“But,” my students often argue, “what about athletes, and Oprah?” (Why do they ALWAYS have to bring Oprah to the conversation??):
“One could argue that these ‘elites’ are truly talented and have extraordinary physical qualities not available to the average person (e.g., size, speed, agility, hand-eye coordination). Raw talent alone, however, is not enough. Talent has to be cultivated through recruitment and opportunities for training. Potential talent can go unnoticed, particularly in the absence of opportunities to develop and exhibit it. Training may be expensive and not easily available to people of modest means, particularly in such sports as golf, tennis, swimming and figure skating.” (28)
And then, there is, of course, the question of inheritance, the most obvious mechanism of transmission of privileges. Advocates of meritocracy should militate for the abolition of any form of inheritance, after all, it is unearned. Of course, it would be impossible to scrap any unearned privilege from one generation to the next as it would be impossible to eliminate social and cultural capital. Indeed, what is captured under the “silver spoon” expression covers a wide range of behavioral and dispositional traits and symbolic advantages that go beyond material wealth.
There are also all the different forms of structural discrimination by race and ethnicity, gender and sexual preference, age and others. Being part of the dominant group constitutes an invisible (and therefore deniable) form of unearned privilege (as the comic above also illustrates) that has cumulative effects.
And then there’s luck, just plain and simple: being born in the right place at the right time, at times of economic transitions (as opposed to economic recession… the structure of opportunities is pretty bleak right now, especially for those already disadvantaged because they have nothing to fall back on, which is another advantage to the privileged who can then engage in greater risk-taking behavior with bigger potential pay-off because they have greater resources to fall back on).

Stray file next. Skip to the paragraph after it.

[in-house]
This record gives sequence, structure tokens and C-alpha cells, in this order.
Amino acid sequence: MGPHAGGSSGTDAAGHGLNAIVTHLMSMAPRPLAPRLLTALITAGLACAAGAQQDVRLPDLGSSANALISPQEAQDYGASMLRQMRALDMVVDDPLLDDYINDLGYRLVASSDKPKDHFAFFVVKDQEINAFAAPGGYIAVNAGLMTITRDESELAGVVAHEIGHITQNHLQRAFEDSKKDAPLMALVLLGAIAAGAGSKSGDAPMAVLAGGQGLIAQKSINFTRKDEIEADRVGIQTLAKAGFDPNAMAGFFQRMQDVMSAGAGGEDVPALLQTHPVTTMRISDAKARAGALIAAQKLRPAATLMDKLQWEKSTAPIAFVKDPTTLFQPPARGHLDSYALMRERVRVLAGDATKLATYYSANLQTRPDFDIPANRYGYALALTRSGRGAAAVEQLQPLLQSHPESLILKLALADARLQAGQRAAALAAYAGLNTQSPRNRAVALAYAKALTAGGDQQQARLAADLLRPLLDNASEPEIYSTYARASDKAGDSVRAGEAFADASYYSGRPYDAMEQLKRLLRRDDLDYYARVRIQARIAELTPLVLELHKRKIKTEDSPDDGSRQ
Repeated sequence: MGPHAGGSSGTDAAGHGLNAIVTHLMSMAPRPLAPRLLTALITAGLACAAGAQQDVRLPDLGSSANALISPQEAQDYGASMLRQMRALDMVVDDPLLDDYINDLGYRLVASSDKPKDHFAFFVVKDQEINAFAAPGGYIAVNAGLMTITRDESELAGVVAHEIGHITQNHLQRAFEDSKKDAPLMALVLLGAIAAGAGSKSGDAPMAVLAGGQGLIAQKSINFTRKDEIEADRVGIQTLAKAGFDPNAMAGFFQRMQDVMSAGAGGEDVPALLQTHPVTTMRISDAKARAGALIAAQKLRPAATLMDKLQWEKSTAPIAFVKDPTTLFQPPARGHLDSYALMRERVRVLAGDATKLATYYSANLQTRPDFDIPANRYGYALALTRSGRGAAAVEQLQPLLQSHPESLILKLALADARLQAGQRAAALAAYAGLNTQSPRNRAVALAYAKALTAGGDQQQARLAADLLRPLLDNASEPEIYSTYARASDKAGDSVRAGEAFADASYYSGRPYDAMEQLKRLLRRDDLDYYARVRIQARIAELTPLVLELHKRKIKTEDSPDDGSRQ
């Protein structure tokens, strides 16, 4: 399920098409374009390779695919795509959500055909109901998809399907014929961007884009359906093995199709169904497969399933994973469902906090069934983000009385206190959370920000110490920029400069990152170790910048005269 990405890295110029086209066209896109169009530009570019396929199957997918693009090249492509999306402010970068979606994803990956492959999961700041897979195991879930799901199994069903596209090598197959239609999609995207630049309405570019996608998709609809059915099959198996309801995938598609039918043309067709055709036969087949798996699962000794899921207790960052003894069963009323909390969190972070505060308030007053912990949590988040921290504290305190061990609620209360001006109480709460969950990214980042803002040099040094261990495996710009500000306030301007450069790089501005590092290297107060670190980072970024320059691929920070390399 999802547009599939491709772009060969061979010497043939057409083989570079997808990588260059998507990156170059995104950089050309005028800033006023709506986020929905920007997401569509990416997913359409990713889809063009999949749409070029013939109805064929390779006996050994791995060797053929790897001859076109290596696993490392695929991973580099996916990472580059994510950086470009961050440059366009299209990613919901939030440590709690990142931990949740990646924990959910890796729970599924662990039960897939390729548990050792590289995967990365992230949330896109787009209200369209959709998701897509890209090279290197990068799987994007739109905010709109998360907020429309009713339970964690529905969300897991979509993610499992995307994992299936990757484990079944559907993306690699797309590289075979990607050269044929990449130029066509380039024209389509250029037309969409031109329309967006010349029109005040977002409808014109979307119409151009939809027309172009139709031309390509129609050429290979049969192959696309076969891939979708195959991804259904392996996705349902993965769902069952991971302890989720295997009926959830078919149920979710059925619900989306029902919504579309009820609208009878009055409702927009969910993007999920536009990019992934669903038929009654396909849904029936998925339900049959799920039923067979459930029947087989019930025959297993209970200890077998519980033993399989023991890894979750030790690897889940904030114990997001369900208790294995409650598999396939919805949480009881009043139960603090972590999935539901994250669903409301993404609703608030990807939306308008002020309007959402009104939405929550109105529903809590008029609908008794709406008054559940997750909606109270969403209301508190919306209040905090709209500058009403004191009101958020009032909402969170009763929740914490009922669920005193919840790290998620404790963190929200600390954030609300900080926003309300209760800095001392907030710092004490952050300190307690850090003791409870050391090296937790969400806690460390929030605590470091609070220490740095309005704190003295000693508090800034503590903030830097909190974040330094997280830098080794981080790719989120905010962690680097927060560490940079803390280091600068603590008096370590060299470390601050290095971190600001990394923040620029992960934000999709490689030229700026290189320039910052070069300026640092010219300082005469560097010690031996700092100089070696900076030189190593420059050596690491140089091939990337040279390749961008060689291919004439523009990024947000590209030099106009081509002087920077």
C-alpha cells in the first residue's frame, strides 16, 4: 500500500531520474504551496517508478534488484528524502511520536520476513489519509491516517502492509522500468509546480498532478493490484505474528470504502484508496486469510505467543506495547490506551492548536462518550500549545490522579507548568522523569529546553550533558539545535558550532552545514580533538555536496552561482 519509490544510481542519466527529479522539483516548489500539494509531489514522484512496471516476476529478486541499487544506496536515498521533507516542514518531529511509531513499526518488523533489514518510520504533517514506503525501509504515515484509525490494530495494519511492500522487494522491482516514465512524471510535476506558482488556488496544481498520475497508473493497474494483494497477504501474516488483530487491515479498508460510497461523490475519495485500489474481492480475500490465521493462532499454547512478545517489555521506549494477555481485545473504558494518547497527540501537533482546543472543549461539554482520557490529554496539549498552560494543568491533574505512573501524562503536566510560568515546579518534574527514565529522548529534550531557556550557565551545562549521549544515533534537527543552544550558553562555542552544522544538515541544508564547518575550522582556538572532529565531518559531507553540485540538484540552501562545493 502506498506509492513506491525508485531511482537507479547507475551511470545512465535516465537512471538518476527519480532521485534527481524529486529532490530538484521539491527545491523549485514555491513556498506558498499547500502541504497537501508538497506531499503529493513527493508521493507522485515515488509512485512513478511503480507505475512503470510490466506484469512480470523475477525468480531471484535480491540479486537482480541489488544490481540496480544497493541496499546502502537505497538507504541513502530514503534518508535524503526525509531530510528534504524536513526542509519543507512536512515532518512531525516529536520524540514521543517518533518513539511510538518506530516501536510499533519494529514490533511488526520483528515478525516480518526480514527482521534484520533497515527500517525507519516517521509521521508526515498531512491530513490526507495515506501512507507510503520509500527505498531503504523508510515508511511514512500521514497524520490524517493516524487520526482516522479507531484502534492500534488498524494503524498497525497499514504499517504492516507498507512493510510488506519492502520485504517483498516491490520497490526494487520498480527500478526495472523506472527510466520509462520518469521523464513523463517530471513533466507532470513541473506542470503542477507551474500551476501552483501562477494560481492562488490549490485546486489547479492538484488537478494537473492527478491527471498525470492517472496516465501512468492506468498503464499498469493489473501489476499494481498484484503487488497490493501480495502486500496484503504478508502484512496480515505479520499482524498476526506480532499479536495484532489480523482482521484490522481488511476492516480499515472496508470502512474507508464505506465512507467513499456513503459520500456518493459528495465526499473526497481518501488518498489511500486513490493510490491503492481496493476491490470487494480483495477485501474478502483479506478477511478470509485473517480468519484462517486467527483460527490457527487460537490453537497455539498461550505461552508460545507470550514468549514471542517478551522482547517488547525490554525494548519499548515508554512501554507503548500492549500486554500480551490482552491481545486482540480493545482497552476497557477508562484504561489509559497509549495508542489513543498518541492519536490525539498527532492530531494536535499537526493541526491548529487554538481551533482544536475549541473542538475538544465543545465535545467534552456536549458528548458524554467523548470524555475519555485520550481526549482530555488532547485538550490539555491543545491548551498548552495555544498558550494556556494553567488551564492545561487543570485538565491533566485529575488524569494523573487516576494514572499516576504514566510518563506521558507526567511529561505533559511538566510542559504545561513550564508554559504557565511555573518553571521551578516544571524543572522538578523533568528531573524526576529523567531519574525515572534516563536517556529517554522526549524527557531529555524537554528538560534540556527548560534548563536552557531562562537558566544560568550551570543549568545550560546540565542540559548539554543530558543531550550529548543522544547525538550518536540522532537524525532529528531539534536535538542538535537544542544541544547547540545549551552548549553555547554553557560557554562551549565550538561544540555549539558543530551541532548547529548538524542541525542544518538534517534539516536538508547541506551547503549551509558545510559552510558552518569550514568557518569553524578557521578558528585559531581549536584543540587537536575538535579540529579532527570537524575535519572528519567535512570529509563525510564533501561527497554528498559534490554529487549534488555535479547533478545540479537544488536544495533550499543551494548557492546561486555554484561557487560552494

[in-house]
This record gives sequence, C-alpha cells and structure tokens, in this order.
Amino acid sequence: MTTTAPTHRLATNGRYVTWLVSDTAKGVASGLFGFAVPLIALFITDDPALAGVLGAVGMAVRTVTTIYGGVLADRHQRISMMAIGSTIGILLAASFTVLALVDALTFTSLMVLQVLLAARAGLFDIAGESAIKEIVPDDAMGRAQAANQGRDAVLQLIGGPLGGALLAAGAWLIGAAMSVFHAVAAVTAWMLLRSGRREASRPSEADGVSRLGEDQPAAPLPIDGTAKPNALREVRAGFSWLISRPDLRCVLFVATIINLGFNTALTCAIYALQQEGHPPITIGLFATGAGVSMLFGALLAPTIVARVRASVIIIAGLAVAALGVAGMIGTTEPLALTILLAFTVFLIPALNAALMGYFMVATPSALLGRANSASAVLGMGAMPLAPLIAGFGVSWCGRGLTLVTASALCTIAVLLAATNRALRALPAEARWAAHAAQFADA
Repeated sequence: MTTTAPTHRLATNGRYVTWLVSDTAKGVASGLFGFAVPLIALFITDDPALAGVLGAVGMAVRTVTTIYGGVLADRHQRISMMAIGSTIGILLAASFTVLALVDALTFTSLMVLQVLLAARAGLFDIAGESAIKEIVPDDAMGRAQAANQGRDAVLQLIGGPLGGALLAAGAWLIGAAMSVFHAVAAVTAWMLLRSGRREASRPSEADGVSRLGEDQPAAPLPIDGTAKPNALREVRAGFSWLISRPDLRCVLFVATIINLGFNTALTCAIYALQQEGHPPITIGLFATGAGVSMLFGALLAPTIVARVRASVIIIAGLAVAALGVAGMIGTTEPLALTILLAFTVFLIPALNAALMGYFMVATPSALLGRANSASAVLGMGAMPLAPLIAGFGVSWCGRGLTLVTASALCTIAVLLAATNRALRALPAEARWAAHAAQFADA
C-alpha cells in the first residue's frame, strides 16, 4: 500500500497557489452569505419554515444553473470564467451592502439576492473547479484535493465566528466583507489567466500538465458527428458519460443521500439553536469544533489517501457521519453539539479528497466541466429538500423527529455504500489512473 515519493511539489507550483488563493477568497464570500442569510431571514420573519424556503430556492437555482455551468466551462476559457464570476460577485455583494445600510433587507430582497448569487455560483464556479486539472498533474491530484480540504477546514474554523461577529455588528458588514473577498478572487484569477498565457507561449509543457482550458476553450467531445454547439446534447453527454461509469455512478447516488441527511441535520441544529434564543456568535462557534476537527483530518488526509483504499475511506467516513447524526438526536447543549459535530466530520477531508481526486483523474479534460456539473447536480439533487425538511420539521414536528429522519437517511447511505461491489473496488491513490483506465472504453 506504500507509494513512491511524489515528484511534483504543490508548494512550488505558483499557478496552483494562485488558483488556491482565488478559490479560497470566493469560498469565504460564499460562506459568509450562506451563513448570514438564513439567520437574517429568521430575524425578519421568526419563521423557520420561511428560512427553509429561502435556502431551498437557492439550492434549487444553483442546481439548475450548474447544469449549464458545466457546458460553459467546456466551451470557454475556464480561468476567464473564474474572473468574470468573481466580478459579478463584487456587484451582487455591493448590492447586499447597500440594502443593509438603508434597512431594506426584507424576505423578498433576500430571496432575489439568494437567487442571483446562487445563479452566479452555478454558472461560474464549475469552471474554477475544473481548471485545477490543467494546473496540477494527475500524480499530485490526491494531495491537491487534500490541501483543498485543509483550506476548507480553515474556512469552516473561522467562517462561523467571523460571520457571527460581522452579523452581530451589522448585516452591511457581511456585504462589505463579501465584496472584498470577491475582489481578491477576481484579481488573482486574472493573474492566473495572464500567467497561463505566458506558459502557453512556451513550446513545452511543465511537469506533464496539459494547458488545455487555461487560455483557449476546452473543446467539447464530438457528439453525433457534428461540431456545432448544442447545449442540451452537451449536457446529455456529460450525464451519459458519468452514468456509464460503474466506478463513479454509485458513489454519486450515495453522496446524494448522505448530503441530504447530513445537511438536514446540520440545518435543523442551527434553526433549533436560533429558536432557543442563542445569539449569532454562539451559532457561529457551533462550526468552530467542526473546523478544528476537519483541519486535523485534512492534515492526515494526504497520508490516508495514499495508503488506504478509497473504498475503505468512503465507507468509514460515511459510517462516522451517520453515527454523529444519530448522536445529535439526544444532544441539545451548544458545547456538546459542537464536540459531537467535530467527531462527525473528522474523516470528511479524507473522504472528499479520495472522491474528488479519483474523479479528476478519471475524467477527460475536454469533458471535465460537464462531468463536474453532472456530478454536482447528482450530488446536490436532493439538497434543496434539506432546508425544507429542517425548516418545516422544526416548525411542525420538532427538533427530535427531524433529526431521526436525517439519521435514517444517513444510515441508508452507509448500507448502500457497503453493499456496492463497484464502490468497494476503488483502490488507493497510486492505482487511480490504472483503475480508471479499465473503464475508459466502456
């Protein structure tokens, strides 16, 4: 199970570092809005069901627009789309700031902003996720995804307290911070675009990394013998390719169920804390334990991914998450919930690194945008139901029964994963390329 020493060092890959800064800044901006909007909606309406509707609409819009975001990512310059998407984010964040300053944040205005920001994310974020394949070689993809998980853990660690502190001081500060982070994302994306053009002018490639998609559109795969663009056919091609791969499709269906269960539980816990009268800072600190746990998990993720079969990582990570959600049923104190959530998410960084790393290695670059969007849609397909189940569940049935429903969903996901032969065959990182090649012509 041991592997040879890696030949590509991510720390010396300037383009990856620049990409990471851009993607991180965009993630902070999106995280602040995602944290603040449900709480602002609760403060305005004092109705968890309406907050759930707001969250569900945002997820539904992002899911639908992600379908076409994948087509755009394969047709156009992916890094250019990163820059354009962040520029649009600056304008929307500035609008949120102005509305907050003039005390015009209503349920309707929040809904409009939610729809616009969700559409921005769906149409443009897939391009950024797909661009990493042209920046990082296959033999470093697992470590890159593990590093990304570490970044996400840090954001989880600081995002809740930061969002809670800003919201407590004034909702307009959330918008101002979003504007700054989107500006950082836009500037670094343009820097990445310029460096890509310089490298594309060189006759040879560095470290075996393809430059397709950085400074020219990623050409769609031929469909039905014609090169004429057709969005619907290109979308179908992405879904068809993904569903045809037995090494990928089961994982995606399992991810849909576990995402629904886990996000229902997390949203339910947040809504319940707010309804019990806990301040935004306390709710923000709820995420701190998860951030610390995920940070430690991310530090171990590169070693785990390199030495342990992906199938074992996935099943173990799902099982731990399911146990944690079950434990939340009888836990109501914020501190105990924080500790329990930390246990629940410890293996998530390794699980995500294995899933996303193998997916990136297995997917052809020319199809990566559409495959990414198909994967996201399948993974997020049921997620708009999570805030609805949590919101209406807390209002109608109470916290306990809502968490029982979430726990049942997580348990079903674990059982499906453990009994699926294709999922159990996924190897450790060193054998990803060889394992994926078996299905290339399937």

“In thinking about who ends up with what jobs. Americans tend to first think about what economists call the ‘supply side.’ In labor economics, the supply side refers to the pool of workers available to fill jobs. The ideology of meritocracy leads Americans to focus on the qualities of individual workers: how smart they are, how qualified they are, how much education they have, and so on. These ‘human capital’ factors, however, represent only half of the equation. The other half, the ‘demand side,’ is about the number and types of jobs available. How many jobs are available, their location, how much they pay, and how many people are seeking them are important but often neglected considerations in assessing the impact of merit on economic outcomes.” (137)
So, once we have the picture of an unequal system that is a far cry from the claims of the meritocratic ideology, why should we care? We should care because increased stratification, first, is unfair. Some people are gaming the system intentionally or not, and for others, the system is gamed in their favor. So, basic social justice applies. As the book demonstrates, most of the privileges are unearned.
More than that, as demonstrated in The Spirit Level, social inequalities are bad for society on a variety of indicators. An unequal society is even bad for those who benefit the most from unearned privileges, so egalitarian policies are the solution to provide equality of opportunities, or even, as Richard Wilkinson and Kate Pickett recommend, equality of results (somehow, always a more controversial claim). Most of the remedies McLemee and Miller suggest are well-known: progressive taxation, government spending, etc. Nothing really new here.
As I mentioned above, this is a book really for undergraduate students. The professional sociologist will not find anything really new in the book, but clear conceptual definitions and some pretty nice argumentative retorts to usual students defending the meritocracy myth. It’s a book that should be mandatory reading for any sociology department’s undergraduates.